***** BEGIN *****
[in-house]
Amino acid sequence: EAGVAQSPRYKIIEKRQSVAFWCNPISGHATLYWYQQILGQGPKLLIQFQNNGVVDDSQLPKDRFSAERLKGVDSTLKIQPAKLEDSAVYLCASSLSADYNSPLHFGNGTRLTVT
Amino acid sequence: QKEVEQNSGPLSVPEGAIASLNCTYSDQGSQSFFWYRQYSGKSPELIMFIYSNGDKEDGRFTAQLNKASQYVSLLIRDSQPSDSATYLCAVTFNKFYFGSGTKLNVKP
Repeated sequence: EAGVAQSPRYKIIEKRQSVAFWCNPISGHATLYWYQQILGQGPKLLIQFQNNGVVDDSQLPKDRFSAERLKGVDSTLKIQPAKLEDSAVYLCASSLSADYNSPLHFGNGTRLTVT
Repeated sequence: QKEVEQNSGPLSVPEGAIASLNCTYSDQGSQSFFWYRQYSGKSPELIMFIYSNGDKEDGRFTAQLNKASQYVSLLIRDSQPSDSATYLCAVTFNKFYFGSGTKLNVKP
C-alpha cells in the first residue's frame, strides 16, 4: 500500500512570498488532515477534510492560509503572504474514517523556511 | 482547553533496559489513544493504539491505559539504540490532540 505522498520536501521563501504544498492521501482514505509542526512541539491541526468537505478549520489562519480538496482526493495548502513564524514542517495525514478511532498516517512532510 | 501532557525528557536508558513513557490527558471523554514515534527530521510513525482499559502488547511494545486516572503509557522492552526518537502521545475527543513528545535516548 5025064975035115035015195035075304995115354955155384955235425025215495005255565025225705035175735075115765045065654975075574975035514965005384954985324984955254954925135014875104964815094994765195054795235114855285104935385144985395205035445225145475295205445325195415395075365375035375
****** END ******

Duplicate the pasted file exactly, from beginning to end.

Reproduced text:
[in-house]
Amino acid sequence: EAGVAQSPRYKIIEKRQSVAFWCNPISGHATLYWYQQILGQGPKLLIQFQNNGVVDDSQLPKDRFSAERLKGVDSTLKIQPAKLEDSAVYLCASSLSADYNSPLHFGNGTRLTVT
Amino acid sequence: QKEVEQNSGPLSVPEGAIASLNCTYSDQGSQSFFWYRQYSGKSPELIMFIYSNGDKEDGRFTAQLNKASQYVSLLIRDSQPSDSATYLCAVTFNKFYFGSGTKLNVKP
Repeated sequence: EAGVAQSPRYKIIEKRQSVAFWCNPISGHATLYWYQQILGQGPKLLIQFQNNGVVDDSQLPKDRFSAERLKGVDSTLKIQPAKLEDSAVYLCASSLSADYNSPLHFGNGTRLTVT
Repeated sequence: QKEVEQNSGPLSVPEGAIASLNCTYSDQGSQSFFWYRQYSGKSPELIMFIYSNGDKEDGRFTAQLNKASQYVSLLIRDSQPSDSATYLCAVTFNKFYFGSGTKLNVKP
C-alpha cells in the first residue's frame, strides 16, 4: 500500500512570498488532515477534510492560509503572504474514517523556511 | 482547553533496559489513544493504539491505559539504540490532540 505522498520536501521563501504544498492521501482514505509542526512541539491541526468537505478549520489562519480538496482526493495548502513564524514542517495525514478511532498516517512532510 | 501532557525528557536508558513513557490527558471523554514515534527530521510513525482499559502488547511494545486516572503509557522492552526518537502521545475527543513528545535516548 5025064975035115035015195035075304995115354955155384955235425025215495005255565025225705035175735075115765045065654975075574975035514965005384954985324984955254954925135014875104964815094994765195054795235114855285104935385144985395205035445225145475295205445325195415395075365375035375